The Art of Tennis Coaching: Auditory Biofeedback

Learning from Sound

Sound is all around us. We learn from sounds from the day we were born. Sounds also trigger us to take action. Just a few examples are alarm clocks, police sirens, and beeping microwaves. Therefore, it only makes sense to incorporate sounds into tennis training to trigger learning and improvement.

In this installment of “The Art of Coaching” series we will share tips on using sounds to get your game into the fast lane of better tennis.

Like all practice concepts, we advise performing each exercise five to ten times using a chosen verbal trigger until you can comfortably reproduce the same quality shot or movement on your own.

Tip #1: Counting for Better Rhythm

Concept: Every piece of music has its own rhythm. Tennis is the same with one important distinction: The rhythm of a tennis rally is almost constantly changing! In other words, the time between one player hitting the ball and the other player contacting that same ball will usually be different. Perhaps only if you have two steady baseliners who hit balls at similar speeds will players experience a steady baseline rhythm. In order to be successful in competition tennis players definitely need to cope with the changing rhythm of various opponents and styles of play.

Drill: Rally from baseline to baseline with a partner. Call out “hit” when you contact the ball and call out “and” when the ball is halfway between the hit and the bounce. Then call out “bounce” when the ball bounces followed by “and” between the bounce and the hit. Each rally will sound like “hit and bounce and hit and bounce and hit.” If you’ve ever played a musical instrument, you’ll recognize that it is the same as counting out eighth notes in a measure with a 4/4 time signature. Your hit is the first beat of the measure. Your shot bouncing is the second beat, your opponent striking the ball is the third beat and the bounce of your opponent’s shot is the fourth. Then, when you strike the ball again, it is the first beat of the next measure.

Tip #2: Making the Wind Sound

Concept: As exciting as speed is, it can make us nervous all the same. Yet while it may take practice to get used to swinging fast, the benefits are tremendous. In fact, faster swing speed not only generates a faster shot, it can also lead to more control, not less. Yes, as surprising as it may sound, a faster swing produces control as a willing companion.

Drill: Pick up an unstrung racquet and stand on the baseline. Have a friend or tennis coach feed a few balls. Pretend you are hitting the ball, swinging as relaxed and fast as possible, until your swing produces the “sound of the wind.” The ball should pass through the middle of the unstrung racquet. Then, after a few swings, pick up your strung racquet and hit the ball. The goal is to swing just as fast with the strung racquet as you did with the unstrung racquet when you created the wind sound.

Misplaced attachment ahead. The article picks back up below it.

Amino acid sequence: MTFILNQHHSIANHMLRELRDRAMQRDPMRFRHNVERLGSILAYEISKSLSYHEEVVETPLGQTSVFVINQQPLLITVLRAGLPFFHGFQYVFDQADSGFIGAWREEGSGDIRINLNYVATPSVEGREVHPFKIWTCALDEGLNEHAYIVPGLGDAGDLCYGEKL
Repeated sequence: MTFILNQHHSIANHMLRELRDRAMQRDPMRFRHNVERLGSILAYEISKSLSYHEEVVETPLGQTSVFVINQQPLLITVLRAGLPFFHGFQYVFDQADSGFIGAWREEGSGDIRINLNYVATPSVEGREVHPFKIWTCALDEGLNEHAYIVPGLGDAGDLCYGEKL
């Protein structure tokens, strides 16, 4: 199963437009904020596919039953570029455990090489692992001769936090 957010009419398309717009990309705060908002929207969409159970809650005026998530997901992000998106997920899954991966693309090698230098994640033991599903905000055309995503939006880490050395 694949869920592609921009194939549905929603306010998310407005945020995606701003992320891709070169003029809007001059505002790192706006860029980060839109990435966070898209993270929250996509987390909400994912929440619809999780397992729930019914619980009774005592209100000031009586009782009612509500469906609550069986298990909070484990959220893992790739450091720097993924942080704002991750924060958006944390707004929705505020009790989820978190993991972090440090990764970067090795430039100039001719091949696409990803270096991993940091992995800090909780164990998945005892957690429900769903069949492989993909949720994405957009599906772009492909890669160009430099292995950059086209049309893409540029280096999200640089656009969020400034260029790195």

Tip #3: Spank the Ball

Concept: Solid contact is the essence of successful play at all levels. However, most tennis players find it easier to make solid contact with one groundstroke over the other. The result is often a weak backhand or a weak forehand that is exploited by opponents on critical points. To develop solid contact on both groundstrokes, you have to feel it as well as hear it.

Drill: For this drill you will need a large bath towel and a partner to hold the towel off to one side (picture a bull fighter holding a cape). Swing at the towel with a full swing, trying to produce a loud spanking noise by hitting the towel with the strings of your racquet rather than the end of the frame. Practice this exercise until you can alternate between forehand and backhand groundstrokes with a consistent feel of solid sound of contact on both sides. WARNING: Before swinging at full speed, try a few slow motion strokes to eliminate any chance of hitting the player holding the towel. And, if you’re the person holding the towel, be sure the person with the racquet is a friend you can trust.

Tip #4: Squeaky Sneakers

Concept: Movement and positioning are the name of the game in tennis. Yet getting to the ball is just the start. Precise positioning is essential as well. To get to the right place on time and on balance, adjusting steps are needed. On hard courts, you should be able to hear your sneakers squeak.

Drill: If you are a parent or tennis coach working with a group of young children, initiate a fun contest. See who can make their sneakers squeak the loudest. Then, extend this friendly competition beyond just squeaky noises; have the children pose for a photo and smile after hitting the ball. This will insure that they are on balance and happy. If you like, score points for squeaky sneakers, balance, and the biggest smile.

Tip #5: Use a Whistle to Test Recovery and Readiness

Concept: Tennis is full of what I call “one shot wonders.” These are the players who hit one great shot and stand to admire it. Unfortunately, when the ball they just hit comes back over the net, they are not ready. Yes, recovery and readiness are keys to better tennis.

Drill: You will need a tennis coach or friend with a whistle for this drill. Two players rally from the baseline. The coach may be one of the hitters or just stand on the sideline. Blow the whistle when the partner (or the coach) hits the ball. As soon as you hear the whistle, freeze in your tracks. If you are positioned properly and on balance, ready to move to the next ball, you did well. If you are way out of position and not ready, chances are you were playing like a “one shot wonder.”

Check out the next article in this blog series right here “The Art of Tennis Coaching: Visual Learning

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